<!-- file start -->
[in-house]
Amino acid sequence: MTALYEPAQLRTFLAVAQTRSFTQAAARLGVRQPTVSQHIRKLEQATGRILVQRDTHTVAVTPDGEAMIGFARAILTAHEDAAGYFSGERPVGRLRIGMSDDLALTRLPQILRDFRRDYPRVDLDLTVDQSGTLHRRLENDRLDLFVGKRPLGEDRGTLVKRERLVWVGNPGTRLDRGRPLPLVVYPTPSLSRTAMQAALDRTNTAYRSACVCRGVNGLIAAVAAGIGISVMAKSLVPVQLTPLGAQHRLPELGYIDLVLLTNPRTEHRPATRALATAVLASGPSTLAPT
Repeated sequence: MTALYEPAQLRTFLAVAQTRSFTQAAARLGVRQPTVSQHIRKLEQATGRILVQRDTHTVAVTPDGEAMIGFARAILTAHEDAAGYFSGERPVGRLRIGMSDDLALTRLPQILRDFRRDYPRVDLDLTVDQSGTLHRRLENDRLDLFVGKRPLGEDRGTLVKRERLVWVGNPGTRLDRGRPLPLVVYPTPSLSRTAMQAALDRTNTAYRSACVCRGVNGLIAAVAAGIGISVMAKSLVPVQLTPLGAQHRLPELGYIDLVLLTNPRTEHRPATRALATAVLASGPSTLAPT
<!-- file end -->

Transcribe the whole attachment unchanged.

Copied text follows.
[in-house]
Amino acid sequence: MTALYEPAQLRTFLAVAQTRSFTQAAARLGVRQPTVSQHIRKLEQATGRILVQRDTHTVAVTPDGEAMIGFARAILTAHEDAAGYFSGERPVGRLRIGMSDDLALTRLPQILRDFRRDYPRVDLDLTVDQSGTLHRRLENDRLDLFVGKRPLGEDRGTLVKRERLVWVGNPGTRLDRGRPLPLVVYPTPSLSRTAMQAALDRTNTAYRSACVCRGVNGLIAAVAAGIGISVMAKSLVPVQLTPLGAQHRLPELGYIDLVLLTNPRTEHRPATRALATAVLASGPSTLAPT
Repeated sequence: MTALYEPAQLRTFLAVAQTRSFTQAAARLGVRQPTVSQHIRKLEQATGRILVQRDTHTVAVTPDGEAMIGFARAILTAHEDAAGYFSGERPVGRLRIGMSDDLALTRLPQILRDFRRDYPRVDLDLTVDQSGTLHRRLENDRLDLFVGKRPLGEDRGTLVKRERLVWVGNPGTRLDRGRPLPLVVYPTPSLSRTAMQAALDRTNTAYRSACVCRGVNGLIAAVAAGIGISVMAKSLVPVQLTPLGAQHRLPELGYIDLVLLTNPRTEHRPATRALATAVLASGPSTLAPT